Theater Review

Picasso-fired ballets run gamut of moods, styles

CorrespondentOctober 17, 2009 

  • What: Picasso and the Allure of Language

    Where: Fletcher Opera Theater, Progress Energy Center, Raleigh

    When: Through Nov. 1

    Cost: $18-$63

    Contact: 719-0900,

— At Duke University's Nasher Museum of Art, the exhibition "Picasso and the Allure of Language" demonstrates the artist's wide-ranging styles and subjects. In collaboration with the museum, Carolina Ballet has its own exhibition -- four ballets inspired by Picasso images, aptly reflecting the artist's variety.

The program opens with "Salome," based on Picasso's delicate print depicting Salome's dance before Herod and his wife. Picasso's Salome has an innocence and naïveté that Robert Weiss' choreography captures well, evocatively danced by Randi Osetek to music from Richard Strauss' opera. Attila Bongar as a younger, more aggressive Herod, and Eugene Barnes as Salome's adoring slave, interact sensuously with Osetek, to the consternation of Rossana Nesta Gahagan's Herodias.

David Heuval's exotic costumes and Ross Kolman's burnished lighting add visual splendor to this provocative piece.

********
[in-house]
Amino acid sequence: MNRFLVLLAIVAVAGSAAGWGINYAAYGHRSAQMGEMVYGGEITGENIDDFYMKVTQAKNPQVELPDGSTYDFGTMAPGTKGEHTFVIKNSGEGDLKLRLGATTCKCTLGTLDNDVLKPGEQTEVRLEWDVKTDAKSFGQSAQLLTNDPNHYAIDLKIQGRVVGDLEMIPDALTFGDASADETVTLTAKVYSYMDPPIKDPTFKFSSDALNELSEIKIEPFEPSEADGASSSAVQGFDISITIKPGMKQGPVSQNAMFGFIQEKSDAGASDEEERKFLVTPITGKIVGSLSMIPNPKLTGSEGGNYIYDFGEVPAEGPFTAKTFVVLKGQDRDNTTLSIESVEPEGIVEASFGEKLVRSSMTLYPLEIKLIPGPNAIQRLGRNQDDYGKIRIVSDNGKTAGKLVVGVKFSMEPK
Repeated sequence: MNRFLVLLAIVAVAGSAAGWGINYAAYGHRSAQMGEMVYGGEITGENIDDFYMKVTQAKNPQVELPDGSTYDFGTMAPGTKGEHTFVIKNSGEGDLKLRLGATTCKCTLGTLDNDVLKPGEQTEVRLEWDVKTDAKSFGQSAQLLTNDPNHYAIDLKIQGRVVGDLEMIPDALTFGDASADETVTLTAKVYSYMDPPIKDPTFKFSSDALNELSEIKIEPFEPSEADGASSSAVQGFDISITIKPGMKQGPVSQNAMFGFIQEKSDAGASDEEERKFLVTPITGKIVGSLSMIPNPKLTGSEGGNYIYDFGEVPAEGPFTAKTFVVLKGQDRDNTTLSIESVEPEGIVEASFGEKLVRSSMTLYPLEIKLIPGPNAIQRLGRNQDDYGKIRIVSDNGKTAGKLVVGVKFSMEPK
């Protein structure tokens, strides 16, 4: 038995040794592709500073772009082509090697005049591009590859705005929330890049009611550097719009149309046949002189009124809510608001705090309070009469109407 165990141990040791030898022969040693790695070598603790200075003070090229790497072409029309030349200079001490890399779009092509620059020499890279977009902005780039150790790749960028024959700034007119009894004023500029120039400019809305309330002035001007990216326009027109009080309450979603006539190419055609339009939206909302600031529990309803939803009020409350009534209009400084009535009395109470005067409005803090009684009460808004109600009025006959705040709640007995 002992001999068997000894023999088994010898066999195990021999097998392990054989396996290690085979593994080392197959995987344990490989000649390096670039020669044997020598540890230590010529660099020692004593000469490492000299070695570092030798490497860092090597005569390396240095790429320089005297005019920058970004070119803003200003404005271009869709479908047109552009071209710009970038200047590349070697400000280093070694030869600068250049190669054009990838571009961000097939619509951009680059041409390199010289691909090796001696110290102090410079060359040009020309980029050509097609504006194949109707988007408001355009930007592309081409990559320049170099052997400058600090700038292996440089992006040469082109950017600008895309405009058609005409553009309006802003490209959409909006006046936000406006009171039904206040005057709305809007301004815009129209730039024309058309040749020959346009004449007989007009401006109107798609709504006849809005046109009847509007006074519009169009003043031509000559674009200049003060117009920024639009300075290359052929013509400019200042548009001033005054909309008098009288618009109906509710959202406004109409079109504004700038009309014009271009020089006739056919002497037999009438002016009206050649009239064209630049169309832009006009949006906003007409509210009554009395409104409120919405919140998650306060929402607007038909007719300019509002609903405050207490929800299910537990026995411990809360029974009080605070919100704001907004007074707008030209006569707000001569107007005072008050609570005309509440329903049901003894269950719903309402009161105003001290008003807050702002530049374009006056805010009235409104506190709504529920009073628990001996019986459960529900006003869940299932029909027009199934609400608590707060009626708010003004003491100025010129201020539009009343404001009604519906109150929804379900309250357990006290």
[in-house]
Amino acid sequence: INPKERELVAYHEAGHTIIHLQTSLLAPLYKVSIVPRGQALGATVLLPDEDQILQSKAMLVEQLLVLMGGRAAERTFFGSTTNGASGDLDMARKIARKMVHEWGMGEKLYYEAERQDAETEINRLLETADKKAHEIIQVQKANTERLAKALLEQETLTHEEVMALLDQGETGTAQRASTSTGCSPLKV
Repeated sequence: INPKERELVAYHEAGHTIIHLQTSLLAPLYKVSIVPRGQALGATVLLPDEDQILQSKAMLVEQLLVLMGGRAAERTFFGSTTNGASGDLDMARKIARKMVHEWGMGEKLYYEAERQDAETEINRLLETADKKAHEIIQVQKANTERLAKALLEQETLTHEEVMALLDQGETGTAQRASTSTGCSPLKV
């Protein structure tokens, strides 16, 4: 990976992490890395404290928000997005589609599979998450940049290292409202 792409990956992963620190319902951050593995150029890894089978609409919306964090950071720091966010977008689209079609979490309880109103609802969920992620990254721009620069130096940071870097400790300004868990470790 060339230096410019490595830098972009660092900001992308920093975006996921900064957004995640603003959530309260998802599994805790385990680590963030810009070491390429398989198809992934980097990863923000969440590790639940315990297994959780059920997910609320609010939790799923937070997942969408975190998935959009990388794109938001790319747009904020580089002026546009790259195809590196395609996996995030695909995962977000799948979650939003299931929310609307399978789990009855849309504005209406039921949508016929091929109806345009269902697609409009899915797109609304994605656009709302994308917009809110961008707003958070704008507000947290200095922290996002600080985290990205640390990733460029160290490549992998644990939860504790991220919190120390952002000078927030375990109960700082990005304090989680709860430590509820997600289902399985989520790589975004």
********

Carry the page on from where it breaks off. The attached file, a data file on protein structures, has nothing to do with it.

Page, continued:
Bongar is choreographer for "Guernica," prompted by Picasso's gripping 1937 response to the Spanish Civil War. Against Jeff A. R. Jones' geometrical impression of the painting, Lara O'Brien writhes and reaches out in lonely desperation. Five solemn male figures menacingly confine her in strenuously athletic configurations. Her final solo of agonized defeat is fiercely virtuosic, enhanced by J. Mark Scearce's appropriately bleak piano score.

A lighthearted contrast comes with Weiss' "Picasso's Harlequins," inspired by the commedia dell'arte figures in the artist's works. To highly rhythmic music by Satie, Gabor Kapin (Harlequin), Margaret Severin-Hansen (Columbine), Pablo Javier Perez (Pierrot) and Erica Sabatini (Pierrette), pertly bounce and spin, flirt and fight, Heuval's brightly colored commedia costumes adding to the fun. The balance tips from cute to cutesy, however, when the corps of toy soldiers wiggle and cavort to no particular end.

Weiss' most impressive work comes with "The Song of the Dead," based on impressionistic poems by Pierre Reverdy, written in 1945 as mediations on human mortality. Picasso illustrated the pages with blood-red brush strokes, which Heuval replicates on his costumes for Timor Bourtasenkov and Melissa Podcasy. The two appear as spirits, touching each of six couples dancing in unemotional formality, bringing them consciousness of their hopes and fears.

The dancers proceed to exemplify sorrow, loss, and bitterness, along with yearnings for freedom and rest. Weiss conveys these moments with subtly controlled simplicity and precisely placed gestures, maintaining a moving melancholy throughout.

Scearce contributes one his best scores, a trio for piano, clarinet and violin that ranges arrestingly from turbulent to wistful to hymnlike. Heuval's striking costumes in tans and browns, detailed with fragments of writing, glow under Kolman's autumnal hues.

The audience Thursday responded most strongly to the darkest works, proving that ballet can explore all areas of art and humanity.

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